TV biz speech: when sexual assault crawls out from fiction and attacks the profession
TELEVISION: The silence that filled the auditorium suddenly crashed against the walls and floor when the word “raped” fell from the lips of Michaela Coel, the McTaggart Lecture keynoter at the 2018 Edinburgh International TV Festival (EITVF).
The award-winning actress (pictured above), screenwriter, singer, songwriter, poet and playwright was the event’s youngest-ever industry figure to deliver the prestigious lecture at the UK TV profession’s biggest annual shindig.
In its 40 years-plus history, the McTaggart’s august speakers have included industry pioneers:-
Marcel Ophuls, the iconic German-born Oscar-winning documentary filmmaker; Norman Lear, the prolific US TV producer known for a host of 1970s and 1980s hits; CNN founder Ted Turner; the Murdoch family: Rupert, James and Elisabeth; groundbreaking Belgian TV journalist Christine Ockrent; the late Verity Lambert, arguably the most inventive TV producer in the UK’s TV history; outspoken British media personality/journalist Janet Street-Porter; the now disgraced Hollywood star Kevin Spacey; and last year’s speaker was Jon Snow, the highly revered UK news anchor and international TV journalist.
This makes London-born Coel, who is of African descent, the first person of colour from any British, European or US ethnic group to wear the McTaggart mantle, and one of a few from a disadvantaged background.
But in 2018, her inclusion makes sense.
Multiples + mixture = safe diversity
The cry for greater diversity in front of and behind the film and TV cameras has never been louder. And Coel is most famous for Chewing Gum (pictured below), the acclaimed and popular comedy drama series set in multicultural London, on the UK network Channel 4.
Bullying, harassment and assaults of all types in the entertainment and media workplaces are currently being openly condemned. No one is surprised when high-profile names publicly rebuke the sectors for not doing enough to protect the vulnerable, including those not considered “mainstream”.
The related organisations insist everything is being done to shield creators and the creatives from being abused and to stop the professions from becoming havens for the malicious and malignant.
Despite denying some serious allegations, some of the great and the good in media and entertainment, from Asia Argento to Harvey Weinstein, are on the receiving end of this century’s own version of “J’Accuse…!”
But at the packed EITVF venue on 22 August, it is fair to say many of the aspiring producers and experienced executives in the audience presumed Coel was there to prove there is genuine diversity and multiculturalism (she is female and of African-Caribbean descent) in the TV sector.
Witty and humorous, she started her speech making references to her wild, wilful and irreverent youthful days.
If you want to know what it is like growing up a member of an ethnic minority group in London, check out the full speech (link below).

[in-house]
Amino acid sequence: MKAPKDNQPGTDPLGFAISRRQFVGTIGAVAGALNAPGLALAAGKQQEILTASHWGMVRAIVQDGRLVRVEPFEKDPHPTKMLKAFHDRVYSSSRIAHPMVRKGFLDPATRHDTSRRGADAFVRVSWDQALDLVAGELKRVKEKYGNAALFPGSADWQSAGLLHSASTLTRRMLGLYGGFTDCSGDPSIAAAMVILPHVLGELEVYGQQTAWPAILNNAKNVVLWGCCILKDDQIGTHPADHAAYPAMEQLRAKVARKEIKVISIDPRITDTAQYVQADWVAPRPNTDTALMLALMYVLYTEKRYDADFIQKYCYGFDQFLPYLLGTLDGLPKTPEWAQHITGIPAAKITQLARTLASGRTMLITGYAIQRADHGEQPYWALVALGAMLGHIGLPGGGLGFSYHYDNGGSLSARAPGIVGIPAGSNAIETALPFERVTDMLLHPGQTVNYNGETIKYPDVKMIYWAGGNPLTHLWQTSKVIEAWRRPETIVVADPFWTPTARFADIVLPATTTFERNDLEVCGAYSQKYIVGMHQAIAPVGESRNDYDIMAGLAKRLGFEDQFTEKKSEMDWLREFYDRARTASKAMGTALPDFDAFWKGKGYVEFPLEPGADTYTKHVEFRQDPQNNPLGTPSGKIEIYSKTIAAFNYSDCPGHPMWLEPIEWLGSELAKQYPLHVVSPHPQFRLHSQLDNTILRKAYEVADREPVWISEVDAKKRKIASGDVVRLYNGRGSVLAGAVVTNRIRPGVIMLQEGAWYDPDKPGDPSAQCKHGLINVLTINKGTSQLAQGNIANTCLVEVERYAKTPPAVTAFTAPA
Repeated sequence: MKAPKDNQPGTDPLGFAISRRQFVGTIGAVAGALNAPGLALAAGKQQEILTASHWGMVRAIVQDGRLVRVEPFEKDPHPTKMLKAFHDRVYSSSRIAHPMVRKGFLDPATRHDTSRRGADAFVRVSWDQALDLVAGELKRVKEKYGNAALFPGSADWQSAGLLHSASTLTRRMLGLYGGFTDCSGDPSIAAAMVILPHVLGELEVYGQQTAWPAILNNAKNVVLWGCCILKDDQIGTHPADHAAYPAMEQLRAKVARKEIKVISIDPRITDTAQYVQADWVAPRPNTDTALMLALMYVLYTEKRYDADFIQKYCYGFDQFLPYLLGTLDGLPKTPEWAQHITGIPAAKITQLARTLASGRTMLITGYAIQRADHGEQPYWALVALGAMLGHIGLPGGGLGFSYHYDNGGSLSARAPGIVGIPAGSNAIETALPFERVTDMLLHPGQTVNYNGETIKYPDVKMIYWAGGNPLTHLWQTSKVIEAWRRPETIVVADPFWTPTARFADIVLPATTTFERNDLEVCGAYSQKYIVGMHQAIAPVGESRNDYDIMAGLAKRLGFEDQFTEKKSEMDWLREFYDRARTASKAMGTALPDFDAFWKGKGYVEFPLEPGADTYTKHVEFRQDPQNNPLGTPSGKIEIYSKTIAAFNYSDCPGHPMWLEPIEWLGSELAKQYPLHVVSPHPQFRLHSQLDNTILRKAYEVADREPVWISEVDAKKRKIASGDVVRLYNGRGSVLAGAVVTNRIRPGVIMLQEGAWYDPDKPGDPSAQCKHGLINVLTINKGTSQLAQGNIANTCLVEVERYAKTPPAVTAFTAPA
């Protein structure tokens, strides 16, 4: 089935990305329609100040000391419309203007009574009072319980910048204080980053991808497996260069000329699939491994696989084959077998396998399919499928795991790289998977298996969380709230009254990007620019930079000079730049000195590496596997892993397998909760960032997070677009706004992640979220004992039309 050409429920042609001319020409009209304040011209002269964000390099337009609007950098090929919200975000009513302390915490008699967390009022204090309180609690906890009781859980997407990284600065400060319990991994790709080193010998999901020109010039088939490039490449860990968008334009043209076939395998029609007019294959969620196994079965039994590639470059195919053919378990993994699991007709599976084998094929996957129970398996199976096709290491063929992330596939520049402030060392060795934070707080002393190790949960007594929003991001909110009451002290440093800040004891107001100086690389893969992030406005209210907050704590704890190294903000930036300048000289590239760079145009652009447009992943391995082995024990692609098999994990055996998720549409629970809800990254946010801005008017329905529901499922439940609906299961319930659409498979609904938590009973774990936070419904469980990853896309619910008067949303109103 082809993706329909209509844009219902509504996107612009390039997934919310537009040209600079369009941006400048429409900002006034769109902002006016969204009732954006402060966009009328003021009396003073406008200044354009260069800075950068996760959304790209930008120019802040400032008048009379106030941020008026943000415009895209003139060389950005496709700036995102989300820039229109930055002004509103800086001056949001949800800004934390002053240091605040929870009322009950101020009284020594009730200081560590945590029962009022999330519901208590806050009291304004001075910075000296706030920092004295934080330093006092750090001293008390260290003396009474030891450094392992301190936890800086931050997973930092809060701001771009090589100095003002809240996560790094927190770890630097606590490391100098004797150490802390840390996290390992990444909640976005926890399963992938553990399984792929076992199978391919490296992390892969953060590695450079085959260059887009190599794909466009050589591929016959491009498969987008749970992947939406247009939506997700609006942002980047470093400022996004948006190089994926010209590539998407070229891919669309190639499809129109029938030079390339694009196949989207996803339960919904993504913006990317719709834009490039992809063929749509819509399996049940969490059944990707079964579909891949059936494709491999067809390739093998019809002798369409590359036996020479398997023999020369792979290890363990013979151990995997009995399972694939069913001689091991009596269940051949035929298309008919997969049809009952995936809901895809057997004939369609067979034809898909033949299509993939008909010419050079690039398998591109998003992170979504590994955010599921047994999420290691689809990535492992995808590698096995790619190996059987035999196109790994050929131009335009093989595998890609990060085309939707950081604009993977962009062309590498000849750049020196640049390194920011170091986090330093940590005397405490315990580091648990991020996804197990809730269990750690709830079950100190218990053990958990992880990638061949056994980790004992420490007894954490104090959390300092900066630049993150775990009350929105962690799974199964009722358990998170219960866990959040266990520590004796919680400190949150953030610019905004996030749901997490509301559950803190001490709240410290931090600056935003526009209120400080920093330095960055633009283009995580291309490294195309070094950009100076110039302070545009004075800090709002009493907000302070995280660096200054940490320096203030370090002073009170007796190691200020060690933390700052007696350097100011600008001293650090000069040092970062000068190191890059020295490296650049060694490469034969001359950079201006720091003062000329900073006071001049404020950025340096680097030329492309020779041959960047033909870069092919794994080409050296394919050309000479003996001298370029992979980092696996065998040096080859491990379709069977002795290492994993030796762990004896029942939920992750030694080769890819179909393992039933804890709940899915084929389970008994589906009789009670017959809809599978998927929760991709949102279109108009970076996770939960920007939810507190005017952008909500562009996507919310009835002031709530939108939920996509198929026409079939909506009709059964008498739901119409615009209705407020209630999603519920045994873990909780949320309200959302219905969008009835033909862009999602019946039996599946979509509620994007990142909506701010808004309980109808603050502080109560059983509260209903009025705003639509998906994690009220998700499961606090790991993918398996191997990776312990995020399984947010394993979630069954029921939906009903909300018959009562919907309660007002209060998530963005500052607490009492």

She does not hold back. The timeline is vague. But she talks about growing up among the deprived on her council estate in East London, not far from the affluent Square Mile, where London’s financial district is located.
Racial discrimination, violence, child prostitution did not shock adolescents. She also discovered she belonged to her area’s band of misfits, who saw their so-called unattractiveness as a symbol of their uniqueness.
She soon learned she was very good at conceiving, developing and telling their stories, telling all kinds of stories. She grew up thriving at drama school, on the theatrical stage, within the TV and filmmaking worlds, while embracing the collaborations and technologies that delivered those stories to people.
Her speech soon included hints at the shock to come. At an industry party, she recalled, a producer approached her and shamelessly said: “Do you know how much I want to fuck you right now?”
She continued her speech calmly, dignified; then came the bombshell. She said: “The other experience was a bit more life-changing. I was working overnight in the company’s offices; I had an episode due at 7am. I took a break and had a drink with a good friend who was nearby. I emerged into consciousness typing season two, many hours later. I was lucky. I had a flashback. It turned out I’d been sexually assaulted by strangers. The first people I called after the police, before my own family, were the producers.
How do we operate in this family of television when there is in an emergency? Overnight I saw them morph into an anxious team of employers and employees alike; teetering back and forth between the line of knowing what normal human empathy is and not knowing what empathy is at all.
When there are police involved, and footage, of people carrying your sleeping writer into dangerous places, when cuts are found, when there’s blood…what is your job?”
Coel continued speaking. She made it clear that the perpetrator was not employed by the company she worked with, and that the company pulled out every stop to help her. “I would like to stress: I was not raped within the offices of the company and I have never been raped by anyone at the company.”
Transparency = hope
To the now totally hushed festival audience, she urged the industry not to put profit before its people, to encourage its employees to be transparent with their ideas and experiences, to be more thoughtful about the differences among members of its production teams, to empower staff members to speak up, to evolve for the better of everyone in the business.
As she concluded: “Instead of standing here, wishing for the good ol’ glory days, about the way life used to be before Mark Zuckerberg graduated, I’m going to try to be my best; to be transparent; and to play whatever part I can, to help fix this house. What part will you play?”